Many companies, including Bard, chose to use polypropylene because they believed that the plastic would prevent mesh devices from oxidizing after surgery. Oxidation causes mesh devices to degrade and dissolve over time.

Studies now suggest that polypropylene does not prevent mesh devices from degrading and breaking down after implantation. In fact, polypropylene may actually make mesh devices more dangerous for patients. Polypropylene mesh devices have been associated with an increased risk of inflammation. Inflammation in the body can cause the hernia mesh device to migrate, dissolve, and/or shrink.

Polypropylene mesh devices can do a lot of harm when they shift, shrink, or degrade in the body after implantation. Possible injuries can include:

Polypropylene Used in Bard Mesh Devices For Decades

C.R. Bard has been using polypropylene in its hernia mesh repair devices for more than 50 years. Its first polypropylene device, the Marlex hernia mesh, was introduced onto the market before the FDA required rigorous safety testing for approval. Since the FDA rules only applied to future medical devices submitted for approval, the Marlex device remained untested and untouched.

Why is this important? In 1976, years after Marlex was already being used in patients across the country, the FDA announced its new 510(k) pre-market approval process. This new process would allow medical device manufacturers to bypass the time-consuming, but important, safety approval process. A company could get pre-market approval for a new medical device by simply claiming that it was substantially similar to (and just as safe as) a device that’s already sold in the country.

Bard has been able to take advantage of the 510(k) pre-market approval process for decades. The company has never had to put any of its polypropylene mesh devices through rigorous safety tests. Bard polypropylene devices have never been tested in human clinical safety studies. The FDA has granted approval through the 510(k) process simply because the devices are lined with polypropylene.

501(k) Approval Leads to Dangerous Mesh Devices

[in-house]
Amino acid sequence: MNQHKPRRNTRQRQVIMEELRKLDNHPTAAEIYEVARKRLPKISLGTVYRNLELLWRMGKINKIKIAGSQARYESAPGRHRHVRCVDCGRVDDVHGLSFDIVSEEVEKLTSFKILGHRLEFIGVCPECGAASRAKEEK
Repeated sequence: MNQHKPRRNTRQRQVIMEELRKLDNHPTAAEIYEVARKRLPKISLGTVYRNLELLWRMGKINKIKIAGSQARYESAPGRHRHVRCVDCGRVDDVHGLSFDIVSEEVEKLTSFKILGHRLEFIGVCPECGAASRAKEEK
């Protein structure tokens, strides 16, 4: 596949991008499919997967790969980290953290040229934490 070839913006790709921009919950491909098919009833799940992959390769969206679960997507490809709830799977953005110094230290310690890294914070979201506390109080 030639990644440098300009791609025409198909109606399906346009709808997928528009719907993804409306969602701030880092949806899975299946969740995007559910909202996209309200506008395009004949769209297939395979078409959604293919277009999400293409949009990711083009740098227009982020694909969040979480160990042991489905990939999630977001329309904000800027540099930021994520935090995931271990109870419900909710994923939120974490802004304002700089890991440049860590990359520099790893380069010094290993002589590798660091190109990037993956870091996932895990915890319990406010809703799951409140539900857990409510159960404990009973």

Since Bard’s hernia mesh devices don’t’ have to go through clinical testing procedures, the company has been able to put several dangerous devices on the market. Many Bard mesh products, including the Composix Kugel and Ventralex, are coated with expanded polytetrafluoroethylene (ePTFE) or a resorbable ST coating.

Bard began to use these coatings because they make mesh devices slick and slippery. It was believed that they would reduce the risk of adhesions. However, studies show that these coatings (a) shrink shortly devices are implanted and (b) increase the risk of bacteria-related infections.

Bard Polypropylene Mesh Devices Recalled by FDA

Beginning in 2005, the FDA issued a series of Class I Recalls for Bard’s Composix Kugel Hernia Patch. The recalls were issued after the agency received 34 reports of device failure, including 21 serious patient injuries and one death.

In its recall notice, the FDA noted particular risks for intestinal perforation and chronic enteric fistula. These two complications, which are linked to polypropylene, can quickly become life-threatening and force patients to have emergency revision surgery.

C.R. Bard Polypropylene Hernia Mesh Devices

The following hernia mesh devices are manufactured using polypropylene:

Get Help With Your Bard Polypropylene Mesh Lawsuit

Have you been injured because of a defective Bard polypropylene hernia mesh device? Contact Rosen Injury Lawyers to learn about the benefits of filing a hernia mesh lawsuit. You didn’t know about the risks of a polypropylene mesh device. You shouldn’t have to suffer the consequences alone. Our attorneys can help you pursue the compensation you deserve.

Call our law firm to schedule a free, no obligation case assessment. We will explain your rights and answer any questions you have.